Damping of stream temperature time series by hyporheic exchange
Kraseski, Kristin Ann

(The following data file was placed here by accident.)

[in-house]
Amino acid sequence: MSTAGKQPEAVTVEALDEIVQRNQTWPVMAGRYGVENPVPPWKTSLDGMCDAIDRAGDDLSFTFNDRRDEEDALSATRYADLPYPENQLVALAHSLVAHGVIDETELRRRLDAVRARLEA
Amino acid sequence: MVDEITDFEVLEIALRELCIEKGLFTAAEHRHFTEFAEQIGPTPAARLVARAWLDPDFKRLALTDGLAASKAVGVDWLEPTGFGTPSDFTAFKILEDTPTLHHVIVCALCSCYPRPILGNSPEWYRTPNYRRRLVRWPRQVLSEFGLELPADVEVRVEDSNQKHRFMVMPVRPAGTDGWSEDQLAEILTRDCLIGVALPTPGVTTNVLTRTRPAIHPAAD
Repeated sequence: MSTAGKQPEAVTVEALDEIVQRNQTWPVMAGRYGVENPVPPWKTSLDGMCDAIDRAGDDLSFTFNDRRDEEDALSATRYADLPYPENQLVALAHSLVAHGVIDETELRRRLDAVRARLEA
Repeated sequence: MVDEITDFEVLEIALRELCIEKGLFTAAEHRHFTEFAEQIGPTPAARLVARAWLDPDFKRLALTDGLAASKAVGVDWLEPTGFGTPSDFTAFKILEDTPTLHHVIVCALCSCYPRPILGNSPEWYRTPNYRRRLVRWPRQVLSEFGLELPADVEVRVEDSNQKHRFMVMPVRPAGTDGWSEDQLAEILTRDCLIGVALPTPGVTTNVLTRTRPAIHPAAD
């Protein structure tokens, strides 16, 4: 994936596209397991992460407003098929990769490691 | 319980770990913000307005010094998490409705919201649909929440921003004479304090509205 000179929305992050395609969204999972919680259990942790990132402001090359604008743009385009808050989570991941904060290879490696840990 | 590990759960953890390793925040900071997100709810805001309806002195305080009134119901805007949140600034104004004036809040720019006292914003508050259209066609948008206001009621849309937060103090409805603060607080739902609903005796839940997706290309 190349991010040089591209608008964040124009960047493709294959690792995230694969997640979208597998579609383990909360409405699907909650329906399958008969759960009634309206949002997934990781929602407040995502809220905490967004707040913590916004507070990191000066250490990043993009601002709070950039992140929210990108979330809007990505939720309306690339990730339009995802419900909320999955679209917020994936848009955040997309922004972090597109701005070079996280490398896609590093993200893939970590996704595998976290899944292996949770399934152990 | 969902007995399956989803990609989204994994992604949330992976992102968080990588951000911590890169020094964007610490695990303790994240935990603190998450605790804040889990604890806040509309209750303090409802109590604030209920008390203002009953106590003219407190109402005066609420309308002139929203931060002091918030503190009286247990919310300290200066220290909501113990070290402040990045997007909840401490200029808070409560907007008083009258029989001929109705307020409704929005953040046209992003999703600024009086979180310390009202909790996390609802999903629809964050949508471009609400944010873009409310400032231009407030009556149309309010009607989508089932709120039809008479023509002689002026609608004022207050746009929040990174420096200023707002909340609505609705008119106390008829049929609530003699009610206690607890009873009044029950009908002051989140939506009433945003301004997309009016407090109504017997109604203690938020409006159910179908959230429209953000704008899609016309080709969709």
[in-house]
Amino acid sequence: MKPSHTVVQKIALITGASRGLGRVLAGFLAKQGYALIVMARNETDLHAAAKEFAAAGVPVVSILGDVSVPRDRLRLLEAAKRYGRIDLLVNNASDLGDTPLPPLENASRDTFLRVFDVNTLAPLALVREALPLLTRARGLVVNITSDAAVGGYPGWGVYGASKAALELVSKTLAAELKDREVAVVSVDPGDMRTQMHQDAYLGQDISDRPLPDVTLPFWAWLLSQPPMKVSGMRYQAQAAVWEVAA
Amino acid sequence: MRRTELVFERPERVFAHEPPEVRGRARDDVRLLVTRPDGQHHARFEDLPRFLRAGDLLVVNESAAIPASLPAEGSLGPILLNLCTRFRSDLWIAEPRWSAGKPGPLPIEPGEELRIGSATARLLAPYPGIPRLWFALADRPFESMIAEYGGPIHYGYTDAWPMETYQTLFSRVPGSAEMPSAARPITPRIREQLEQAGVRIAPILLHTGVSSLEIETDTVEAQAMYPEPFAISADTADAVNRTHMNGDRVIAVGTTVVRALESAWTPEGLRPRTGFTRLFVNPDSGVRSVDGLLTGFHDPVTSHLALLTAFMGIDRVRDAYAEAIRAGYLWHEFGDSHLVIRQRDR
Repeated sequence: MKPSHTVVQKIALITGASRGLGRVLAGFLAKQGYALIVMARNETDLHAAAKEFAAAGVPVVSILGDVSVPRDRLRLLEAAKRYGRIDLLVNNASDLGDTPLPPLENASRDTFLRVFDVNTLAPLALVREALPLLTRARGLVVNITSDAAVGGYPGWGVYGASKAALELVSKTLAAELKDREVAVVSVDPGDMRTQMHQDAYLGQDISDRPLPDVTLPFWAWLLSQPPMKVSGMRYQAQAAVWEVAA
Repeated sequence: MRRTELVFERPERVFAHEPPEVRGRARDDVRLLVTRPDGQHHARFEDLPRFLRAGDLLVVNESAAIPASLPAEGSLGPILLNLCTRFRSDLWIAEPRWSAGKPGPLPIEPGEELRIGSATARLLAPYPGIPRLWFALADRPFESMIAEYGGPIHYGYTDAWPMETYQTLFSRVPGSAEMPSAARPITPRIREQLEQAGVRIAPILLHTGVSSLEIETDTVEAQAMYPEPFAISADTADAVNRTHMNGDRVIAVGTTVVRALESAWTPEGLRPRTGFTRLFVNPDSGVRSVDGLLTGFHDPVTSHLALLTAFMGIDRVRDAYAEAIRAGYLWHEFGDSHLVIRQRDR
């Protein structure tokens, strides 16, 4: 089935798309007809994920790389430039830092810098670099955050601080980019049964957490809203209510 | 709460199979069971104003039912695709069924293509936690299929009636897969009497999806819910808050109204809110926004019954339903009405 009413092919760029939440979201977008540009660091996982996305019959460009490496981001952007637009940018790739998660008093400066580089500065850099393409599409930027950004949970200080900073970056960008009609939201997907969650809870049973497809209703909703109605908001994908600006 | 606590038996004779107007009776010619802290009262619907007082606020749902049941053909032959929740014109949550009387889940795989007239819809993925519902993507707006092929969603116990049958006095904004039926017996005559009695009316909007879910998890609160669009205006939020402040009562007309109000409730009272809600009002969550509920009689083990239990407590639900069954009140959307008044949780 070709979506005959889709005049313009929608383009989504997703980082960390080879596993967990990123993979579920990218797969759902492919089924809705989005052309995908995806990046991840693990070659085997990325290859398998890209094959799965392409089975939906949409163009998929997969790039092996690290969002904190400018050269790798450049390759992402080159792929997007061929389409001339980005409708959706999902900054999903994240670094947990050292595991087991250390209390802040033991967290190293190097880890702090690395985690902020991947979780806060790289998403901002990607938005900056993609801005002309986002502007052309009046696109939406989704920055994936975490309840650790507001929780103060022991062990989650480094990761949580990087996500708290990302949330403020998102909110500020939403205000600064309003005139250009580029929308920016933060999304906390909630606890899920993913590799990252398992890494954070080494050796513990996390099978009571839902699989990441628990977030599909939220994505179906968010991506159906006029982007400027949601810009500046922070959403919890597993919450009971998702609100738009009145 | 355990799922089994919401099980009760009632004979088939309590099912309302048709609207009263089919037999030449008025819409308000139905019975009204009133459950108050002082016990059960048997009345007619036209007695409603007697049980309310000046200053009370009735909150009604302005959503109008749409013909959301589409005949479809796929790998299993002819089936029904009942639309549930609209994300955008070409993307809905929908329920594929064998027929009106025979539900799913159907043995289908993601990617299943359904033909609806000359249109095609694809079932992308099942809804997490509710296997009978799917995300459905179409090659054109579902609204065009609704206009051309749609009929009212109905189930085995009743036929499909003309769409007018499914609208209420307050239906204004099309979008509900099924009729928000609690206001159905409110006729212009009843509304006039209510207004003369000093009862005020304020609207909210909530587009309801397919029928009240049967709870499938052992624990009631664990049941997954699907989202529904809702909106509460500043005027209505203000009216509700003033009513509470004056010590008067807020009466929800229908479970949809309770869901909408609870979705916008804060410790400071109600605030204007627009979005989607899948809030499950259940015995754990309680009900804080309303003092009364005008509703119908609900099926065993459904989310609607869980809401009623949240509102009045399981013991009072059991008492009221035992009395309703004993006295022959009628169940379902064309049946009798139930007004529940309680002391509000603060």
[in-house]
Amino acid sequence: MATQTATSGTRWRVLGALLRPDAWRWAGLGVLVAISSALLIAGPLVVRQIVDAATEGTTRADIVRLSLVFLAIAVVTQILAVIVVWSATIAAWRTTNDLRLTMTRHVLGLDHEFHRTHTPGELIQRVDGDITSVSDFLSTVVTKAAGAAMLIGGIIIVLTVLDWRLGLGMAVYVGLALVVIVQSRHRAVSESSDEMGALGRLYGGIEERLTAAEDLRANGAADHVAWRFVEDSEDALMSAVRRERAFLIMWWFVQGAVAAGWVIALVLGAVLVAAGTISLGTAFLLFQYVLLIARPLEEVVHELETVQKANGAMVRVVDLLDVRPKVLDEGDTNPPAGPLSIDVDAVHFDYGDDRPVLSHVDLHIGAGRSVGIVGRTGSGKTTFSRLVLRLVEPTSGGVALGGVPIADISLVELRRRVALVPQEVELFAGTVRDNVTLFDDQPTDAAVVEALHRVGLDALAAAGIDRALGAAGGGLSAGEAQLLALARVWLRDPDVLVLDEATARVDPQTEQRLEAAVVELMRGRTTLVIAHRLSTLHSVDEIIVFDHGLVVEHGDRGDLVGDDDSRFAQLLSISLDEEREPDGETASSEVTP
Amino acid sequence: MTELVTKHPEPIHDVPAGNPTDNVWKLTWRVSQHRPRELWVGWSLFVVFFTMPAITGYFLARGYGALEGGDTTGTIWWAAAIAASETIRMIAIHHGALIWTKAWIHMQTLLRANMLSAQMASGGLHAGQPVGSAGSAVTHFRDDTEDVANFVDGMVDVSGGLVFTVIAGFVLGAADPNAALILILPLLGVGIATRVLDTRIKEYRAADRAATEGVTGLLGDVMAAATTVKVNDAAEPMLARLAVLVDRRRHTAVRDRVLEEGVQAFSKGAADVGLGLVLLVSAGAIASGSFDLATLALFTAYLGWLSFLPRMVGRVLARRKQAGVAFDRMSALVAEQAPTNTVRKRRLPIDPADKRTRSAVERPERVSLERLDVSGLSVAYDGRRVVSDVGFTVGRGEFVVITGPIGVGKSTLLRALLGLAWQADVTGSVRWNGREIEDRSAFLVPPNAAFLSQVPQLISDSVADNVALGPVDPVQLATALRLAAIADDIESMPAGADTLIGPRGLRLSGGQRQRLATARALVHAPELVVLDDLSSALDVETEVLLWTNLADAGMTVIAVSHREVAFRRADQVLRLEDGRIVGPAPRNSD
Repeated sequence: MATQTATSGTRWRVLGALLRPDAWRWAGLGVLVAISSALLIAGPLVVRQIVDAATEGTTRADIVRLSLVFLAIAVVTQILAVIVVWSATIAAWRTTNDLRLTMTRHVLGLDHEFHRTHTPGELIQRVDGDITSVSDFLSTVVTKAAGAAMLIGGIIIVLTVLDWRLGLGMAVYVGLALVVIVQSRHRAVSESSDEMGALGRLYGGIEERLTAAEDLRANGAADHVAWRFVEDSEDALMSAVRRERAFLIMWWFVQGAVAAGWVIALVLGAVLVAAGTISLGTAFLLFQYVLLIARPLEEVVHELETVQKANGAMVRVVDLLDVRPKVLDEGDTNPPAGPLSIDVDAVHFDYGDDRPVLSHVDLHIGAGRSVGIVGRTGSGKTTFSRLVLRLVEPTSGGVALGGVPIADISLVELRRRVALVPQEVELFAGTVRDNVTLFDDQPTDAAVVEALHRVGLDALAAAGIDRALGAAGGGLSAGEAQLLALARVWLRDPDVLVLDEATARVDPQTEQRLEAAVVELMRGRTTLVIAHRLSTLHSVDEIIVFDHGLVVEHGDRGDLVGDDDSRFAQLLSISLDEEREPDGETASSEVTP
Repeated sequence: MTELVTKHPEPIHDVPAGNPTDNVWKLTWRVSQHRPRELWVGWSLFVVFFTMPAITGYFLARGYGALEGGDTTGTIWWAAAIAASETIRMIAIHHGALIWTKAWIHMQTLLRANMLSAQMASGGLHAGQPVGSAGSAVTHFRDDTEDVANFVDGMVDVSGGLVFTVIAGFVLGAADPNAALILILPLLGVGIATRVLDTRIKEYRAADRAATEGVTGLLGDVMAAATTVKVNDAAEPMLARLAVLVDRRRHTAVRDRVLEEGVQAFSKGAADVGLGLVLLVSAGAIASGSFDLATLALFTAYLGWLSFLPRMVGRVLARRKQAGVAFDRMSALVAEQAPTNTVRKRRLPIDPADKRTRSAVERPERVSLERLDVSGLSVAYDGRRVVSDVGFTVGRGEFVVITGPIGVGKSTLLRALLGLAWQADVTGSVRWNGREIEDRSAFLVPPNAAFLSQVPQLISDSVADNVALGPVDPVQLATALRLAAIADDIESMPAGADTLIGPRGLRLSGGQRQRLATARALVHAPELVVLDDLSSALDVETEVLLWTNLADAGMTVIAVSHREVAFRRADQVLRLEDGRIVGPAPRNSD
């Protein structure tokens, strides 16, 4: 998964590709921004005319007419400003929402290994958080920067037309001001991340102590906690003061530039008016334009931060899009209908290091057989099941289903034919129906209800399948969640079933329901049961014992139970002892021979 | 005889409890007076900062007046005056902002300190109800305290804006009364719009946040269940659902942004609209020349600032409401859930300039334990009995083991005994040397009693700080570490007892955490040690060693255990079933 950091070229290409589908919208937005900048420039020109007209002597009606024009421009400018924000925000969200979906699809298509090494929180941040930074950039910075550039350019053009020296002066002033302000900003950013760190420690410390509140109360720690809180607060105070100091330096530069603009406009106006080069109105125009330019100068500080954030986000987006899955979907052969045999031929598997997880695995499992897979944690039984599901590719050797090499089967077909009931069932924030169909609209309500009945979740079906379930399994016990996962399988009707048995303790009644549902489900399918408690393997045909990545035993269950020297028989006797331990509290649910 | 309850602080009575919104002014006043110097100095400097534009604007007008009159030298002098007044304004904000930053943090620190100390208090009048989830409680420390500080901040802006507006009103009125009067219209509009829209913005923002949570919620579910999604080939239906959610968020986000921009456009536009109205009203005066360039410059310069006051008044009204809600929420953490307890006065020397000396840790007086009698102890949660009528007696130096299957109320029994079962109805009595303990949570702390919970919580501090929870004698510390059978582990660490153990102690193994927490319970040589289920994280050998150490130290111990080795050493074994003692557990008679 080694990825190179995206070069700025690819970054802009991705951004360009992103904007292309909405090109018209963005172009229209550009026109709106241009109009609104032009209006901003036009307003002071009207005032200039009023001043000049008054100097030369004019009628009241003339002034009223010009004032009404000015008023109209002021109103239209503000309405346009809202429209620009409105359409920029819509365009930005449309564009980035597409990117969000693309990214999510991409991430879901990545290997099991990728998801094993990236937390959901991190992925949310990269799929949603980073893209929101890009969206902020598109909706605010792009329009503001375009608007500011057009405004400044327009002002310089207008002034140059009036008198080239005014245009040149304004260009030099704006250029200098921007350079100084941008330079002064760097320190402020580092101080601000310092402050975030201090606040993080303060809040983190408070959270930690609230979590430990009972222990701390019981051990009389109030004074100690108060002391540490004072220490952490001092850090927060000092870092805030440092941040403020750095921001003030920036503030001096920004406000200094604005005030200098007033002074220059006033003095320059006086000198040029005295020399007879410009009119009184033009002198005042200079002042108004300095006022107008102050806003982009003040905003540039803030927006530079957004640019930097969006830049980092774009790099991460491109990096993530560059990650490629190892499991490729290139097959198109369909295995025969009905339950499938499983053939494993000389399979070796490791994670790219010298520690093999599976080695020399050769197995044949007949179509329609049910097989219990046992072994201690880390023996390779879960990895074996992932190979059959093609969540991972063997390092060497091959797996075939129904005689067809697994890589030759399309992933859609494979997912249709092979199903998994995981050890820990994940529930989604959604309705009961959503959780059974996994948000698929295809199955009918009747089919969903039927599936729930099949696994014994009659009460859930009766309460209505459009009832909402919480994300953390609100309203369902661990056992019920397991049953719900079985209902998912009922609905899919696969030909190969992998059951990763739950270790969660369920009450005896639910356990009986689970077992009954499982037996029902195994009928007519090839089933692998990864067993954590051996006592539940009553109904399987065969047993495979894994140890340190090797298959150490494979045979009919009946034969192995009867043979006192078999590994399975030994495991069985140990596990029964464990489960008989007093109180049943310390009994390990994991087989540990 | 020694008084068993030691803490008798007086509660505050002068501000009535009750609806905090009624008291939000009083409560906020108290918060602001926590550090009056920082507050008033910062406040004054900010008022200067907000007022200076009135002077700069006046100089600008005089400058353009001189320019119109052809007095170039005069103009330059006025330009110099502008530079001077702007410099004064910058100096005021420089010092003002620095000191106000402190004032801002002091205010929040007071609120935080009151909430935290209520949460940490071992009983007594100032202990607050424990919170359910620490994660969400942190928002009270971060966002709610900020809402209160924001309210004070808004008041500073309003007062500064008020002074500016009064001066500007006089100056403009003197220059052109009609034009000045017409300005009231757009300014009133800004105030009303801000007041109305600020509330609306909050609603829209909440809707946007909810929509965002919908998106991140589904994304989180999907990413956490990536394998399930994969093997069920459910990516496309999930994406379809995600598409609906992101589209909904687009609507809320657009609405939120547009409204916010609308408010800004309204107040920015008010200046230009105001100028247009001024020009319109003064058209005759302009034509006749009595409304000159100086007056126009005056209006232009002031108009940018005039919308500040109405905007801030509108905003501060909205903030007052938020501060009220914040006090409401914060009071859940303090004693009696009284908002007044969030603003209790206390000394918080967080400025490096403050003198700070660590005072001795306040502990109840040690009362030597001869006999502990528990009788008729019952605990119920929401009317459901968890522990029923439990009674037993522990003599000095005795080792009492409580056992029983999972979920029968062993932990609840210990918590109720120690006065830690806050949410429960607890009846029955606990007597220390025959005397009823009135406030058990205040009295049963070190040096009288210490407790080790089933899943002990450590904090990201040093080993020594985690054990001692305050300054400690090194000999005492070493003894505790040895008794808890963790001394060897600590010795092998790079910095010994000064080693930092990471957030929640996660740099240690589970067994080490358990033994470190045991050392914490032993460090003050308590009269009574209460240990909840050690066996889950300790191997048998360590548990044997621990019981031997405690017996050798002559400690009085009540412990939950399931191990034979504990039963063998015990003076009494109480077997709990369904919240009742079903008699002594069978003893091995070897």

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Stream temperature is an important water quality attribute that influences instream processes, reaction rates, and species distributions. Solar radiation has the largest effect on water temperatures, but heat exchange also occurs at the streambed interface. Hyporheic exchange is a type of streambed interaction that occurs when channel water advects through the streambed. Studies of thermal regimes suggest that mean temperature of hyporheic and surface waters are similar on daily timescales, but that patterns and timing extreme values are sufficiently different that this exchange is a common contributor to thermal heterogeneity within streams. This study seeks to investigate how temperature changes may occur based on the rates of heat transfer in hyporheic pathways between water and hyporheic sediments. An extensive literature review identified reported ranges of common hyporheic characteristics that affect movement and heat transfer within hyporheic flowpaths. A laboratory experiment was used to measure heat transfer rates between water and sediment. Four bed sediments (sand, fine gravel, coarse gravel, and a mix) were initially different temperatures and then added to room temperature water. Water-sediment temperatures were measured every half second during the resulting interaction. The majority of heat transfer, or conduction, consistently occurred within the first few seconds of sediment addition. This, combined with the slow velocities in most hyporheic flow paths, would imply near-instantaneous conduction for these systems. This information was used to develop two spreadsheet models: one that subjects stream temperature time series to a set of calculated “damping coefficients” based on travel time in the hyporheic zone, and another that explicitly calculates heat transfer terms based on common literature values. Results showed that heat transfer in the hyporheic zone damps temperature patterns, and water present in a flow path for four daily cycles would have temperature patterns almost indistinguishable from the average temperature. Assuming near-instantaneous conduction, this model should be applicable to most stream systems where hyporheic characteristics and travel times can be estimated.